But it’s also the case that these governments are under intense popular pressure within their own countries to adopt less ecologically damaging policies. (This will be very clear during the upcoming summit in Durban, a city with a highly mobilized and militant movement against environmental racism. See: groundwork.org.za.) China’s environmental movements are also formidable, as are India’s, though they often express themselves as battles against mining or mega-dams. If developing country governments are no longer able to play the anti-imperialist card to defend dirty development, these movements will be much better positioned to win significant environmental victories.

A great recent example is Bolivia: Evo Morales’s government has championed the idea of “climate debt” at the UN, but at home Morales has been pursuing development projects that don’t match his rhetoric of environmental concern. Over the past few months, Morales has faced an internal uprising, led by indigenous groups, and was forced to make significant concessions. So part of what we need to be thinking about is: what policies are most likely to empower environmental defenders in the Global South? And one of them is for us to stop being such easy villains. When it comes to politics, I guess I don’t believe in any kind of stasis, as this autumn’s “Occupy Wall Street” explosion attests…


[This question was posed yesterday, considering Klein's argument along with similar prescriptions from David Roberts of Grist and Joe Romm at the Center for American Progress (read Romm's capping thought in the linked post).] One question that’s bubbled up for me is whether your (and David Roberts’ and Joe Romm’s) push for a drastic approach could be seen as simply a looking-glass version of “shock doctrine”?


I think we’re all trying to avoid the really big shocks that would likely come with the temperature increases we are locking in, and that we aren’t calling for targets that are more drastic than those many countries have already agreed to in principle, then betrayed with their actions (certainly that’s the case with my own country’s actions — Canada).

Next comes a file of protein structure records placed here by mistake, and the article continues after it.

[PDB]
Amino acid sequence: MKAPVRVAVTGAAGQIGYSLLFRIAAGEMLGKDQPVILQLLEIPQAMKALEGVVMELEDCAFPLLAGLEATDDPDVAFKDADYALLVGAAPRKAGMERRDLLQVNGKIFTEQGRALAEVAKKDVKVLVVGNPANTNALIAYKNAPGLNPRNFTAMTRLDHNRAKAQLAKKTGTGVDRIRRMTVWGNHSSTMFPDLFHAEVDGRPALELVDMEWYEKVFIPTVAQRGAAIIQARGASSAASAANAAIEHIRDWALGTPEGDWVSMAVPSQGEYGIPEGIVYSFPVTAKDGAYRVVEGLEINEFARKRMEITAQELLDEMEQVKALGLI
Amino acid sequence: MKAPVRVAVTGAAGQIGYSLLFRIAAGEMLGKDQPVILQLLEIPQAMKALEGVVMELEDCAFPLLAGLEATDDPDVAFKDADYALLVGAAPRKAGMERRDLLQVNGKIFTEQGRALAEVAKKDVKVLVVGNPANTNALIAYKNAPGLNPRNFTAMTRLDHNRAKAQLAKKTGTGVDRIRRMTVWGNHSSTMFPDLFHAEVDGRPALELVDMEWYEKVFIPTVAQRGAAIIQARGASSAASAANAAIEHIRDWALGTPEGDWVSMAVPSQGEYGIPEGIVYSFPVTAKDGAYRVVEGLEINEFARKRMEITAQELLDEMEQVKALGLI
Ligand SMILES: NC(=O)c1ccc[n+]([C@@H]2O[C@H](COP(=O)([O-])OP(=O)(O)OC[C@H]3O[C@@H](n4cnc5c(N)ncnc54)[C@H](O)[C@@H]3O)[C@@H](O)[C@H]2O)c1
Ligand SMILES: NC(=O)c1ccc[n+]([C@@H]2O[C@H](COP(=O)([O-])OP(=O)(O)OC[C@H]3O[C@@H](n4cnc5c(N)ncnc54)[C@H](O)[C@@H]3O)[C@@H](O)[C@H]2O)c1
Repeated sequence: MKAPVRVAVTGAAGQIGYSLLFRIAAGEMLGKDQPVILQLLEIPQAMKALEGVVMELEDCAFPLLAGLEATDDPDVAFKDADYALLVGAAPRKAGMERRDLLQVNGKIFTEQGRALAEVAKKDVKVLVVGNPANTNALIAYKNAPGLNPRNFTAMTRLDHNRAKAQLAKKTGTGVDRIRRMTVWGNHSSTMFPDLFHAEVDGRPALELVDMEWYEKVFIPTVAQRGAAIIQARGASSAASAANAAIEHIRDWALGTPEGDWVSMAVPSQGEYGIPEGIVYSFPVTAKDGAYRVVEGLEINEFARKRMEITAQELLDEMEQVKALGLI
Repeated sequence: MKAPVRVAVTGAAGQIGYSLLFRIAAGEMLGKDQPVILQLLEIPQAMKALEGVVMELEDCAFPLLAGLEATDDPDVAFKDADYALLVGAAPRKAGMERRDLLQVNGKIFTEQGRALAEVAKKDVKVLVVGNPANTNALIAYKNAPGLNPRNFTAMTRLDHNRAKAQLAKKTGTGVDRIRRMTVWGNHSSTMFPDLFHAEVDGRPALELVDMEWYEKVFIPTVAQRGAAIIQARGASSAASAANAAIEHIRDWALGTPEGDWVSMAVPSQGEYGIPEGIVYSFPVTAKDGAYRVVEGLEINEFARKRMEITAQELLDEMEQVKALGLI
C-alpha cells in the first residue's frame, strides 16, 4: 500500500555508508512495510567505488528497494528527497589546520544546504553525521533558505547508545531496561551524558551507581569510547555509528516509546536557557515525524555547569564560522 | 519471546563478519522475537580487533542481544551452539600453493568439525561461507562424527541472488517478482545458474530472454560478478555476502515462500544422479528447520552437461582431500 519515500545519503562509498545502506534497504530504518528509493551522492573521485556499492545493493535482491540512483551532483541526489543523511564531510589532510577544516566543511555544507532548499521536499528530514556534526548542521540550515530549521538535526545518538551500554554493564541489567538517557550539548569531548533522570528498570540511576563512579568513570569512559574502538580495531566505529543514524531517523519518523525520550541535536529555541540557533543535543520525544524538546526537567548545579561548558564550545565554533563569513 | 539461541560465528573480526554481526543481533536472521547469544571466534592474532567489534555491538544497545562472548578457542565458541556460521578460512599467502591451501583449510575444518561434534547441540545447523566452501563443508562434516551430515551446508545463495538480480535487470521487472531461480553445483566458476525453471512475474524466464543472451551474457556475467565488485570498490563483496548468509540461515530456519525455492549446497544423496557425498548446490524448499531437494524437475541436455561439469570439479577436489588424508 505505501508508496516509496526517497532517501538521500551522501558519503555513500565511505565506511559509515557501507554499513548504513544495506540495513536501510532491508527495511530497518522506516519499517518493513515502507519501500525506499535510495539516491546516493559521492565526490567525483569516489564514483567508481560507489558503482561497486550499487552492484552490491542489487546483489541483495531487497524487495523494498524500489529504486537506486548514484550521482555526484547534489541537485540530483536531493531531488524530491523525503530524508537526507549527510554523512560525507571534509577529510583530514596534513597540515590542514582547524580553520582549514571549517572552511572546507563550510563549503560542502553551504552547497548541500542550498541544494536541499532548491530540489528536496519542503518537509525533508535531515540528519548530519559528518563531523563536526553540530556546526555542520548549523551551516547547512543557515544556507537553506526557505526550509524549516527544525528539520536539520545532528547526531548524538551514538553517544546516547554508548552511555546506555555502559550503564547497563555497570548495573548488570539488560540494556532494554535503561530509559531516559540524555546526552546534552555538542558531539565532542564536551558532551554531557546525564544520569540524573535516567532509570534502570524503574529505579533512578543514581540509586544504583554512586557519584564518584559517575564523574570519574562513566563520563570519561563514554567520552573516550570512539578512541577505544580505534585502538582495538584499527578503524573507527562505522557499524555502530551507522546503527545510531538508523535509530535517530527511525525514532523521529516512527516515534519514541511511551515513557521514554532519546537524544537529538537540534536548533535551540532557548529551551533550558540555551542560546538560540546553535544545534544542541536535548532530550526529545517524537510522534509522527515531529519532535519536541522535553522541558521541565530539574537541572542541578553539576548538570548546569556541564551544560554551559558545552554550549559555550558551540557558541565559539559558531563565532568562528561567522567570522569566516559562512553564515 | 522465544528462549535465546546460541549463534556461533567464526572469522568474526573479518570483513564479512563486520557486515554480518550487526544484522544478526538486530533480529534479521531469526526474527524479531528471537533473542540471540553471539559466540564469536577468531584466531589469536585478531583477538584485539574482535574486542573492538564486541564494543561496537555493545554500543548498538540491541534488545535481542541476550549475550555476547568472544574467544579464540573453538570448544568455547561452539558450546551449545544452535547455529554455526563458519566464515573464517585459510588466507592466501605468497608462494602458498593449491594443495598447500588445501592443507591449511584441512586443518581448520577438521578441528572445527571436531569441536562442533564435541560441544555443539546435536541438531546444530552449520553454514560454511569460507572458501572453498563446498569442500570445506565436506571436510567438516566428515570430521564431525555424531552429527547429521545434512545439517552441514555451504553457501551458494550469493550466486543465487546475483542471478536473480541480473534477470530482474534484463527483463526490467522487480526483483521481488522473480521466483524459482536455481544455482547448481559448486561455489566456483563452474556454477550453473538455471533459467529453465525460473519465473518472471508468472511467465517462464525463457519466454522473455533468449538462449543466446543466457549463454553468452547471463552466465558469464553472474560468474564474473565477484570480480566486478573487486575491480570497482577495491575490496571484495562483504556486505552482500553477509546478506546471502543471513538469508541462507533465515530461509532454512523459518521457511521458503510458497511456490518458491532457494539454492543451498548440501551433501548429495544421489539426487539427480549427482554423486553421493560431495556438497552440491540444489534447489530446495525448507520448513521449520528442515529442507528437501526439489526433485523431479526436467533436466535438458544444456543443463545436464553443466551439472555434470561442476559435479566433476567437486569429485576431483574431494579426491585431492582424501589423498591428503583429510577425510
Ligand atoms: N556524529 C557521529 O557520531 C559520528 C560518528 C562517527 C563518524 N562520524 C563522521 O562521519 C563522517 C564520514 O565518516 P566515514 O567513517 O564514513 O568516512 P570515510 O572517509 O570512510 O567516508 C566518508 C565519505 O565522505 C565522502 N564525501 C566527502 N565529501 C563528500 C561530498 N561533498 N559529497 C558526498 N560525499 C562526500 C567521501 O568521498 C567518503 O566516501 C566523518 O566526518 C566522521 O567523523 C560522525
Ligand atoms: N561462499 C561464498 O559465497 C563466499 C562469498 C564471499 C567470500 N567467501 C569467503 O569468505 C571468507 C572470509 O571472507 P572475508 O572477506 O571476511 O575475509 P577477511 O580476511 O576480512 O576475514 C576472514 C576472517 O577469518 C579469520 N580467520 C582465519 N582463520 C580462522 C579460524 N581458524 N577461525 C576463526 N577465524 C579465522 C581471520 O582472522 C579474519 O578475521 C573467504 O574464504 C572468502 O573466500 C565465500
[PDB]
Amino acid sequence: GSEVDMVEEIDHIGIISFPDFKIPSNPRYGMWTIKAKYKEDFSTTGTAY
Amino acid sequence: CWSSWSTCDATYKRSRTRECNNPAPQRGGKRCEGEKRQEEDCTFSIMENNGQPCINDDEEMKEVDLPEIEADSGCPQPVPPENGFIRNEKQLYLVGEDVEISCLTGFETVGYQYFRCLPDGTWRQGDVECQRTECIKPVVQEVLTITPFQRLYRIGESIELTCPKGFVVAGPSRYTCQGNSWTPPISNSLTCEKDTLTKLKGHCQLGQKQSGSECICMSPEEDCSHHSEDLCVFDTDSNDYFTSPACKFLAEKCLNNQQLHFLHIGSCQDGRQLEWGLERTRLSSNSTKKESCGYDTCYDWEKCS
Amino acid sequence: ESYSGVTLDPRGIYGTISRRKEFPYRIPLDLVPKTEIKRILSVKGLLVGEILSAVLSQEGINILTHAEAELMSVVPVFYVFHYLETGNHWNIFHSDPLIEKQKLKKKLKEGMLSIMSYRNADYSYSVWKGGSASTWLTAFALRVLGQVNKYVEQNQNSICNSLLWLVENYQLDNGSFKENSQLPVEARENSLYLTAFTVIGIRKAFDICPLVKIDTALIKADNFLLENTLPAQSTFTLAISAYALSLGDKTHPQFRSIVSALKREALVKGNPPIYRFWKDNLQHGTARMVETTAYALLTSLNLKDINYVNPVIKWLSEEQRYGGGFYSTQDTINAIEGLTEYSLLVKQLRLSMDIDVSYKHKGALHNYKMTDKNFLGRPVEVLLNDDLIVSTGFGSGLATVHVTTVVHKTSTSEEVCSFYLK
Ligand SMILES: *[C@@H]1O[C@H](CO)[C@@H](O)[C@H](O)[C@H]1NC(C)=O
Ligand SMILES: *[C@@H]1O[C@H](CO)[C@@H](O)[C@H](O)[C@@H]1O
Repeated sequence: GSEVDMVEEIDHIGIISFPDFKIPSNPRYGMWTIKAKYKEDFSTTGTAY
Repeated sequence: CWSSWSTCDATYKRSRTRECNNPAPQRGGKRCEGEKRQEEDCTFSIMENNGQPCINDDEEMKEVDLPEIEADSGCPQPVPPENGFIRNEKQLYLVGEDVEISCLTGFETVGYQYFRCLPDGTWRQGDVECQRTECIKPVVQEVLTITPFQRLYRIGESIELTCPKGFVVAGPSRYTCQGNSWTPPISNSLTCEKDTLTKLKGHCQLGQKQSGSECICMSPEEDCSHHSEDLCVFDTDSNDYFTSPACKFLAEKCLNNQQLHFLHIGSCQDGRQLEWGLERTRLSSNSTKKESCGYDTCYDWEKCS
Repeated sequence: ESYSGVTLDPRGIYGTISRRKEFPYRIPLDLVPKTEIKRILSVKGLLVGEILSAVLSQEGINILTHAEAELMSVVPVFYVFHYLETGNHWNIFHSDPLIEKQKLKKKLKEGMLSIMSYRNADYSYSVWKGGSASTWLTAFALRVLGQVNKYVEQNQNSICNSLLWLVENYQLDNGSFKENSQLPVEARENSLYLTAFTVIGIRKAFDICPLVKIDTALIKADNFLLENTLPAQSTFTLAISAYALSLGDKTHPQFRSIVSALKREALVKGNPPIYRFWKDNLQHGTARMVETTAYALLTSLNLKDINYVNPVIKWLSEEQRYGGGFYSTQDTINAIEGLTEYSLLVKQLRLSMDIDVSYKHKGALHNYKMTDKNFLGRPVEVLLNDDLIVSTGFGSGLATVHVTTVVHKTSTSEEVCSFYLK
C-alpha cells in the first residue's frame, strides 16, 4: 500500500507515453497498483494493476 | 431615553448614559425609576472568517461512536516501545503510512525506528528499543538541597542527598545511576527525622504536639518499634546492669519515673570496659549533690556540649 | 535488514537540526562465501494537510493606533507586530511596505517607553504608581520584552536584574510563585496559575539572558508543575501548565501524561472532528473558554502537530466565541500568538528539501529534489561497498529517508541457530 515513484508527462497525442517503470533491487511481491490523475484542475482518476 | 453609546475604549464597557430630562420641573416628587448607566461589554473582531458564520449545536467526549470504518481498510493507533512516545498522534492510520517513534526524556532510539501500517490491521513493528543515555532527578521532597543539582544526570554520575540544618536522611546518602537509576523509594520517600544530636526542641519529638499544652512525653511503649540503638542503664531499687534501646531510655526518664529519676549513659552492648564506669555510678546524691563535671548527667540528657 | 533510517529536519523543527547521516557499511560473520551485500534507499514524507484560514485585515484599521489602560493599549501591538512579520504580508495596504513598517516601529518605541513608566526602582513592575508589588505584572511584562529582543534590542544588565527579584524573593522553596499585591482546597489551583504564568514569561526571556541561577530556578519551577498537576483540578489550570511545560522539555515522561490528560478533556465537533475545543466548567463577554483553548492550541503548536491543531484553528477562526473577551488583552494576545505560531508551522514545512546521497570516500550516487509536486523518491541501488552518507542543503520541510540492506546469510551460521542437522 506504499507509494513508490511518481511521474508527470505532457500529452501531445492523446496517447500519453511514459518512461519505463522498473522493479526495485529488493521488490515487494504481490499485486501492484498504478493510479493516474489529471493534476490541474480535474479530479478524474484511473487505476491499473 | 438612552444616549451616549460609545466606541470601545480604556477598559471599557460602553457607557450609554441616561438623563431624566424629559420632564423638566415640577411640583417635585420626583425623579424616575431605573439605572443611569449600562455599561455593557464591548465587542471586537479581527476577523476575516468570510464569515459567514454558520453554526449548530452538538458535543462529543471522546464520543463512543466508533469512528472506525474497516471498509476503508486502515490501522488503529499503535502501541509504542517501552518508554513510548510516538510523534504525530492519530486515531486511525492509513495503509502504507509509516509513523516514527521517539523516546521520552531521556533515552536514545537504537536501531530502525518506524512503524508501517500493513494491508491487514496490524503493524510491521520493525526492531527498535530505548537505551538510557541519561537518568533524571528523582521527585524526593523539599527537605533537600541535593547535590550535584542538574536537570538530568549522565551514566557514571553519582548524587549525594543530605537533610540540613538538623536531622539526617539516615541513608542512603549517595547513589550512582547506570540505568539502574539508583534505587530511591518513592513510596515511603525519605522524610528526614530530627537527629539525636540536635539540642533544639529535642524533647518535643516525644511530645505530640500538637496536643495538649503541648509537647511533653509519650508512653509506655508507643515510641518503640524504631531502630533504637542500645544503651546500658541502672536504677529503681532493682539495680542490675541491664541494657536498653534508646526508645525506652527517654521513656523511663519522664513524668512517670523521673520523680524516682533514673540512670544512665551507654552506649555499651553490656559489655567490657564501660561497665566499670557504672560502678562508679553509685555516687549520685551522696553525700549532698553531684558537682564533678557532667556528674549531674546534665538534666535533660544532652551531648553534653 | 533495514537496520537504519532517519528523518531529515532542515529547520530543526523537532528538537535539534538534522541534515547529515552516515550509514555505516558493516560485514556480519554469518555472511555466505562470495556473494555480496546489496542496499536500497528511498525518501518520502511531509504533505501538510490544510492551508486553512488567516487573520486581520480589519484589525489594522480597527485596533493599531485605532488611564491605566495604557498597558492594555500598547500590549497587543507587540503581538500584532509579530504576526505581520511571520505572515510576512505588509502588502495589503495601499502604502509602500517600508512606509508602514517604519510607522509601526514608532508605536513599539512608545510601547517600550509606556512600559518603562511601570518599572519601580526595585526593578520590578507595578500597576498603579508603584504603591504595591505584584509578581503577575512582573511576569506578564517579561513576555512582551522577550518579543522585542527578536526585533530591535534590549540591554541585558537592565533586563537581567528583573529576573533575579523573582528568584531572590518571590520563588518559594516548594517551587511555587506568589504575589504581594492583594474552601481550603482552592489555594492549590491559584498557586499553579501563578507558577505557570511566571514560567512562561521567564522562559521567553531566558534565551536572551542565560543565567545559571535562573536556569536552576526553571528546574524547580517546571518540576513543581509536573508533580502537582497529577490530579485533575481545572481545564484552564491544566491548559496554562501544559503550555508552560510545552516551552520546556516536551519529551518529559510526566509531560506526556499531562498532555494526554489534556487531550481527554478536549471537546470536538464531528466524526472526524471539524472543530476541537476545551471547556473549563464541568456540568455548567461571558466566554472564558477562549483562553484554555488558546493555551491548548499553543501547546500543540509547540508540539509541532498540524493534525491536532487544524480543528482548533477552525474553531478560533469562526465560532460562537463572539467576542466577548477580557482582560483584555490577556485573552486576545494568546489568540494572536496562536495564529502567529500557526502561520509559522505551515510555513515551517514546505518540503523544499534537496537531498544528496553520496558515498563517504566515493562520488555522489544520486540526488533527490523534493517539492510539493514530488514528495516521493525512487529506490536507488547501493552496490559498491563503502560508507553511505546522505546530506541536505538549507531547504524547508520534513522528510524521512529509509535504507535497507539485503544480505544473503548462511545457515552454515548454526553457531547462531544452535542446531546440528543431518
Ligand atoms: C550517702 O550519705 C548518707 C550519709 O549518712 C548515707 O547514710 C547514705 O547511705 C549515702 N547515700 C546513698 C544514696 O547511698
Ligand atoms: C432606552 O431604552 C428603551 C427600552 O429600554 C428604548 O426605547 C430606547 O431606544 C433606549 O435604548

Shock Doctrine, as I define it, is a purely opportunistic, anti-democratic tactic, designed not to solve problems but to exploit them. We are trying to solve the problems, at their root. Moreover, I would argue that Obama won an electoral mandate in 2008 for serious climate action, and simply lacked the courage and commitment to follow through with the leadership necessary to turn his promises into policy. He can blame Congress, but we know he has never led, so we don’t know what real leadership would have produced.

Any notion that Roberts, Klein or Romm will come up with a communication approach or political innovation or “Occupy”-style campaign that could produce the pace of change they seek where it matters (think, again, of India, China and regions with no energy choices outside of firewood, dung or kerosene) is as doubtful to me as my notions of fostering a culture of innovation, care and connectedness may be to them.

And we’re all almost certainly wrong in one way or another in any case, given how both nature and technological leaps continue to surprise the best planners and analysts. I also don’t share former Scientific American editor John Rennie’s confidence that politicians, led by public conern, will someday set their agendas based on the “objective facts” on climate risk.

This is how Prime Minister Tony Blair of Britain described the climate policy challenge in 2005 and, if anything, his statement is more germane now given prospects for prolonged international financial ills: “The blunt truth about the politics of climate change is that no country will want to sacrifice its economy in order to meet this challenge.”

In a situation like this, as I wrote in a reaction to Rennie, I see powerful logic in taking steps on energy and resource conservation that are no brainers, while building the capacity for people to be adaptive, alert, innovative, caring and connected and thus capable of sustaining the human adventure with a mix of resilience and inventiveness as signals shift.

Here’s a closing thought.

In her piece, Klein, spends a lot of time focused on the valuable body of social science research I’ve also explored here showing the normal nature of the wide range in human perceptions of global warming (and other kinds of risks saddled with complexity and uncertainty).

Getting comfortable with that reality means getting comfortable with differing views, and with a picture of the path forward that is utterly human — meaning variegated, imperfect, the result of pushing, nudging and pulling, of activism and resistance, invention and inertia, argument and, hopefully occasionally, common purpose.